Curious question Ian, why a Midi keyboard. Is it for Softsynths, or as external controller for hardware synth?
Currently I use an M-audio Keystation 49 with externally a Korg padcontrol, just for softsynths.
I've played keyboard for a long time on my old Yamaha and have no real piano experience.
That made me wonder... Would I want weighted keys? I've never missed them. That's why the cheap M-Audio.

I'm not a step further making a choice, but making already connections in my mind on how I want my set-up.
I've got a few days until the holidays.

I Like to hear about your personal preference and will read through this very interesting forum.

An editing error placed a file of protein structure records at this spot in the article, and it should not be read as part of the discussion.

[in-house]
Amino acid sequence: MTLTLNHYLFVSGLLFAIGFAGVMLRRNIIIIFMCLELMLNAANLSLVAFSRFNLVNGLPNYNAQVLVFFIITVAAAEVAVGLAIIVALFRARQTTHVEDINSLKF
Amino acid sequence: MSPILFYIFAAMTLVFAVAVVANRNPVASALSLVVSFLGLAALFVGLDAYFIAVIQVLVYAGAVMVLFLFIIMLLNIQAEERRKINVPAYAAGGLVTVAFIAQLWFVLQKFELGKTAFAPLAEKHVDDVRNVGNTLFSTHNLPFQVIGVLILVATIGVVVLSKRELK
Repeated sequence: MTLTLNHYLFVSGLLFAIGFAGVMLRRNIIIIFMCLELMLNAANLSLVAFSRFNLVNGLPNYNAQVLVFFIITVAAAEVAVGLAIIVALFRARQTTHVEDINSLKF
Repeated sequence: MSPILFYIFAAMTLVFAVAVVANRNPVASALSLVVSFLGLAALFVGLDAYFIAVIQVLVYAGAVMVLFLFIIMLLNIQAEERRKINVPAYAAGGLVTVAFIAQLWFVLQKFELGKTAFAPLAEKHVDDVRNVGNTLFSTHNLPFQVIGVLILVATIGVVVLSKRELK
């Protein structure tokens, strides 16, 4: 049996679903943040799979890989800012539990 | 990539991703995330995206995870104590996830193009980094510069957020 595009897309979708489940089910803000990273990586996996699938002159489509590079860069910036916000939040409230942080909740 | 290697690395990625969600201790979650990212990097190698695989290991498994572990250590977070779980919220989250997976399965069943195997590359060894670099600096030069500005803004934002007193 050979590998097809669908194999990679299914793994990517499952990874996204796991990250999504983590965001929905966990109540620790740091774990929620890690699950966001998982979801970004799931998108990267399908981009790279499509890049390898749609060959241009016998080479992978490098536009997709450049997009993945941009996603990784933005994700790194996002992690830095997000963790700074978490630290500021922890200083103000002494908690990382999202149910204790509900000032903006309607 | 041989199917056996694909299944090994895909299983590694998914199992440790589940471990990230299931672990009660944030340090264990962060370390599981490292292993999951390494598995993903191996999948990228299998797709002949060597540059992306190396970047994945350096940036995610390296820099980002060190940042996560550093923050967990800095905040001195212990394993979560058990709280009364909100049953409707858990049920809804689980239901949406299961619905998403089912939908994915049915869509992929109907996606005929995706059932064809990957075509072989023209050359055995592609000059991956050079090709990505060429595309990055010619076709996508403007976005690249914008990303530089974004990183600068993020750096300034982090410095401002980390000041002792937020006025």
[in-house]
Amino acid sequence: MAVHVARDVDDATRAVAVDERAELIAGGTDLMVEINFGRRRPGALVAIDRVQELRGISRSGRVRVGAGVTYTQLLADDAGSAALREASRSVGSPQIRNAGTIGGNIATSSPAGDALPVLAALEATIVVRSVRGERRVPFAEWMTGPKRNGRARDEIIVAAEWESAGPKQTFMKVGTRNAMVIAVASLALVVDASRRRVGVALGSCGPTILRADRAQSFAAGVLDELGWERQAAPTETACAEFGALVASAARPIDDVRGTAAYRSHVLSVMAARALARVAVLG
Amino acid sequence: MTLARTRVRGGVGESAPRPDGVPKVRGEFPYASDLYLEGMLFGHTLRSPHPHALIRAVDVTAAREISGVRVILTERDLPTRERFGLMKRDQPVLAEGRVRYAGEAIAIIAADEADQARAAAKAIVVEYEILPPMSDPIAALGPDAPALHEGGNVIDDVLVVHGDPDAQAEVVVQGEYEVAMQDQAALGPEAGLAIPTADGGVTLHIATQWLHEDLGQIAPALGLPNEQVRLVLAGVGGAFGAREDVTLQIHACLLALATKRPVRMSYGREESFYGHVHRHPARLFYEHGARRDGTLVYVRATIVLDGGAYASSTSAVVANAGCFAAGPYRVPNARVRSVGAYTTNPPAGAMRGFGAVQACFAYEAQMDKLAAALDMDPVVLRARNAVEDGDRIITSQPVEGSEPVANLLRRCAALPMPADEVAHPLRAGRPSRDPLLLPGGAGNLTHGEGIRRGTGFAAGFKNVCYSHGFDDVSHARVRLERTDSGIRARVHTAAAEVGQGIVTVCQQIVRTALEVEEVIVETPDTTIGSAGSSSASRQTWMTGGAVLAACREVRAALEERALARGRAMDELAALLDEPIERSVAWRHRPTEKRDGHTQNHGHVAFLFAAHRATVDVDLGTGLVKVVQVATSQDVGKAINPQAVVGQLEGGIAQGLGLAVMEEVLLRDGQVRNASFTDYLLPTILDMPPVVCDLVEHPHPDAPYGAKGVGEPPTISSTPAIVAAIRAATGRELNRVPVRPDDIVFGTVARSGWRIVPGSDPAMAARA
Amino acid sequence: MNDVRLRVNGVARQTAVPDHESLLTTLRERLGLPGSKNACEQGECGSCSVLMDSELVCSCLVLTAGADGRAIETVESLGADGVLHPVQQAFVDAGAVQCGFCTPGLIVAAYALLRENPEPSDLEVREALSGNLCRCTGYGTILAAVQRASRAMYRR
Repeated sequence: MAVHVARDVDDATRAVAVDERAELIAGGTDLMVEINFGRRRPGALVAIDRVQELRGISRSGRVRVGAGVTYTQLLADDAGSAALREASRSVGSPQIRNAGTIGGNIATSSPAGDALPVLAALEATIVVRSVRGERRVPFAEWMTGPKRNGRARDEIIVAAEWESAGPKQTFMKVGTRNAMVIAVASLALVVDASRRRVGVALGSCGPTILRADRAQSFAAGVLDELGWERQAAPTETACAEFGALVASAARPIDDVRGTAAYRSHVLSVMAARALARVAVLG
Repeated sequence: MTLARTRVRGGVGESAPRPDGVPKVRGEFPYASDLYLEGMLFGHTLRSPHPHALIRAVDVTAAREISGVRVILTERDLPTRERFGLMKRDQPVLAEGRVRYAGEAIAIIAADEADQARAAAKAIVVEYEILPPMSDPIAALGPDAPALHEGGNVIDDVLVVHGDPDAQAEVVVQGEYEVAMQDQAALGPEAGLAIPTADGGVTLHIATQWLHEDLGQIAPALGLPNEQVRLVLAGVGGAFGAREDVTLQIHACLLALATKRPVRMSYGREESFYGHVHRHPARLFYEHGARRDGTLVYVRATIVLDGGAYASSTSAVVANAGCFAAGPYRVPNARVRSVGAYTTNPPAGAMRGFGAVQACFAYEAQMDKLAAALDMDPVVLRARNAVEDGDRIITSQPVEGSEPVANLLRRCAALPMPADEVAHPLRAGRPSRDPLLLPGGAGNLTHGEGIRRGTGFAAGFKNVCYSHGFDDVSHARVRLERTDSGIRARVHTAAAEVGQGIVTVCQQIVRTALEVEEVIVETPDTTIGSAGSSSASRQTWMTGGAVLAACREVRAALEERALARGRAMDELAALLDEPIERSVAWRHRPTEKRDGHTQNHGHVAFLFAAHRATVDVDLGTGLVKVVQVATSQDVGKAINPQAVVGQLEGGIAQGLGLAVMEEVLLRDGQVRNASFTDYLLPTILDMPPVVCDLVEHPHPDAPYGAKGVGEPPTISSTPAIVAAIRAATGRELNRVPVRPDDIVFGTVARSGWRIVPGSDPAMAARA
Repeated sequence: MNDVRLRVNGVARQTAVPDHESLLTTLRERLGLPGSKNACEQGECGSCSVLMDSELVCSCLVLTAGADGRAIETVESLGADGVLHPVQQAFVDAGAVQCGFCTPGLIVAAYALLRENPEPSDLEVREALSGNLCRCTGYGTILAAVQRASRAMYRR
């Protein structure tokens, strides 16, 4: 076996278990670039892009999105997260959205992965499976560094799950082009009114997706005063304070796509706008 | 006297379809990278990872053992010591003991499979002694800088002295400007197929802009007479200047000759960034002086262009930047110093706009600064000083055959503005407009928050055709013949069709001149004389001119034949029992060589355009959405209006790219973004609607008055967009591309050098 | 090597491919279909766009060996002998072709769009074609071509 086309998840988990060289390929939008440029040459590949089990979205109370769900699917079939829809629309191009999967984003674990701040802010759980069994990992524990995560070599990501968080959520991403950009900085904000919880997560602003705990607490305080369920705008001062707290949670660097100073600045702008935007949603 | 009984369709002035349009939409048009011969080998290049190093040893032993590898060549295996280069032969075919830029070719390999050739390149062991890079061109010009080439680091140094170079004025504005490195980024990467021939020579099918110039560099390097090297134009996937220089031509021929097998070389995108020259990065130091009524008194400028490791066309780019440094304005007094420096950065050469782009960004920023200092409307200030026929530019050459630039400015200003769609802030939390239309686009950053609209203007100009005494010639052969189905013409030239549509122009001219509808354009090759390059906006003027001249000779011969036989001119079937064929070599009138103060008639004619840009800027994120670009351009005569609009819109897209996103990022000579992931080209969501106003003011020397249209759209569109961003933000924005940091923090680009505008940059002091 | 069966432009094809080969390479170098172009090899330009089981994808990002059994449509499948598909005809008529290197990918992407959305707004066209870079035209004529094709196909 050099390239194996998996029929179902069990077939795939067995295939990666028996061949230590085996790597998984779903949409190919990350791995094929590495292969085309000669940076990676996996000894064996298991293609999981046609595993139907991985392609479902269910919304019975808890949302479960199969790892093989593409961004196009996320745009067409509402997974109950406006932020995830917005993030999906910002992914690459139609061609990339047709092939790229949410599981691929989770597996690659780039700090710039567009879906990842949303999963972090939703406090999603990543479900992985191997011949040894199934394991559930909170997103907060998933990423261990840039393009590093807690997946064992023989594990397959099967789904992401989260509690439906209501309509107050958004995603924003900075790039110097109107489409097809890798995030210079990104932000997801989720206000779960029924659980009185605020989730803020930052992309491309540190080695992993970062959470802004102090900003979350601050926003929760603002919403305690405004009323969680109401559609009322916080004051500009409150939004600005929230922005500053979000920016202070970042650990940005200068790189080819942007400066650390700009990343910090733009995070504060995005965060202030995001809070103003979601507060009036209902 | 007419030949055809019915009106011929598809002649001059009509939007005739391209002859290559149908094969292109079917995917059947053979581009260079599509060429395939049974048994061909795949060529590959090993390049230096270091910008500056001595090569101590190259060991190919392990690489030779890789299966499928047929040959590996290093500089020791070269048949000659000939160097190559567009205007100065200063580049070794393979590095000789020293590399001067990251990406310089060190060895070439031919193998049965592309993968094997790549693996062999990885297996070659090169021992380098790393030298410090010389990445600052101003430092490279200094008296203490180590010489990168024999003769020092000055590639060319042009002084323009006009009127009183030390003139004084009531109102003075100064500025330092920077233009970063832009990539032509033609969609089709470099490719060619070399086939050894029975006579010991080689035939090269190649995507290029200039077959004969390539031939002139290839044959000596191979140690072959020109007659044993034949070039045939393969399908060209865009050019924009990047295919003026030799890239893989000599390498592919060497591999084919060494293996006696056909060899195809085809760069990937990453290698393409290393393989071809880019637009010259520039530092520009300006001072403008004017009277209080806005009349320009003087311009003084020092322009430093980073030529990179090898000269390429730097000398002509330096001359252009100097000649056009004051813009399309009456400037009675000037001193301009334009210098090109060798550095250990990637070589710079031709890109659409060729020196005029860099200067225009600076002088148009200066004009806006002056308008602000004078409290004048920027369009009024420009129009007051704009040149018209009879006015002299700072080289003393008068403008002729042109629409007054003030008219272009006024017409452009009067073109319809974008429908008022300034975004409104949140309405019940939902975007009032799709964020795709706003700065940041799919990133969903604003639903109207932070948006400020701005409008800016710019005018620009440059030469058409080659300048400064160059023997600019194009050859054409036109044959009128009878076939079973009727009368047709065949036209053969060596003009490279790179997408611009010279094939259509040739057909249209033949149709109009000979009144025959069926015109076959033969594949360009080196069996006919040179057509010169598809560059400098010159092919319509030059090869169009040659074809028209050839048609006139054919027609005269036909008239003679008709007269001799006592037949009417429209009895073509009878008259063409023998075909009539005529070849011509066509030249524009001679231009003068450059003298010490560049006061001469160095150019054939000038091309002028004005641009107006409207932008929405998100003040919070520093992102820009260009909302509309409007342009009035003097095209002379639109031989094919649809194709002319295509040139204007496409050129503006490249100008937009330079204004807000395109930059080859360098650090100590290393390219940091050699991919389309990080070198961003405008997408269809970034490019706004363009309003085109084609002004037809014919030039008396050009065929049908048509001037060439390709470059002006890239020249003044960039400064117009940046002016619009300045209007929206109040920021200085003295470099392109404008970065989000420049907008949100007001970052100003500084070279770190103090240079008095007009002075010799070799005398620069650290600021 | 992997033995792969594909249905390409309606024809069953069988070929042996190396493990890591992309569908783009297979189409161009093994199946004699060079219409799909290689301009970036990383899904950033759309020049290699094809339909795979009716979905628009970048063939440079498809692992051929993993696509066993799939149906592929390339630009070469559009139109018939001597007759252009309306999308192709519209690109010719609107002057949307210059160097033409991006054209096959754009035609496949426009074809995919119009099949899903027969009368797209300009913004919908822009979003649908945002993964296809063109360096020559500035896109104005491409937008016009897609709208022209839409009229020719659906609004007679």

JamesPerez
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Re: Rookie buyers advise

Post by JamesPerez » Thu Nov 17, 2016 5:58 am

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Spark
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Re: Rookie buyers advise

Post by Spark » Sun Nov 20, 2016 2:18 am

Thank you for reminding me questioning the bluetooth version and profiles I currently use to stream the audio.
I guess it's the well known A2DP profile and not the APT-X I've just read about that adds so much delay.
From the old vinyl days I've still got a wired one, which I will use to still feel connected to my music :)

Some feedback to the buying dilemma I'm now facing:

I't easy to select a few synths based on popularity and look / reviews.
I first thought it would be a complete Roland set. I love the TR-8 as it brings back some taste of the old days.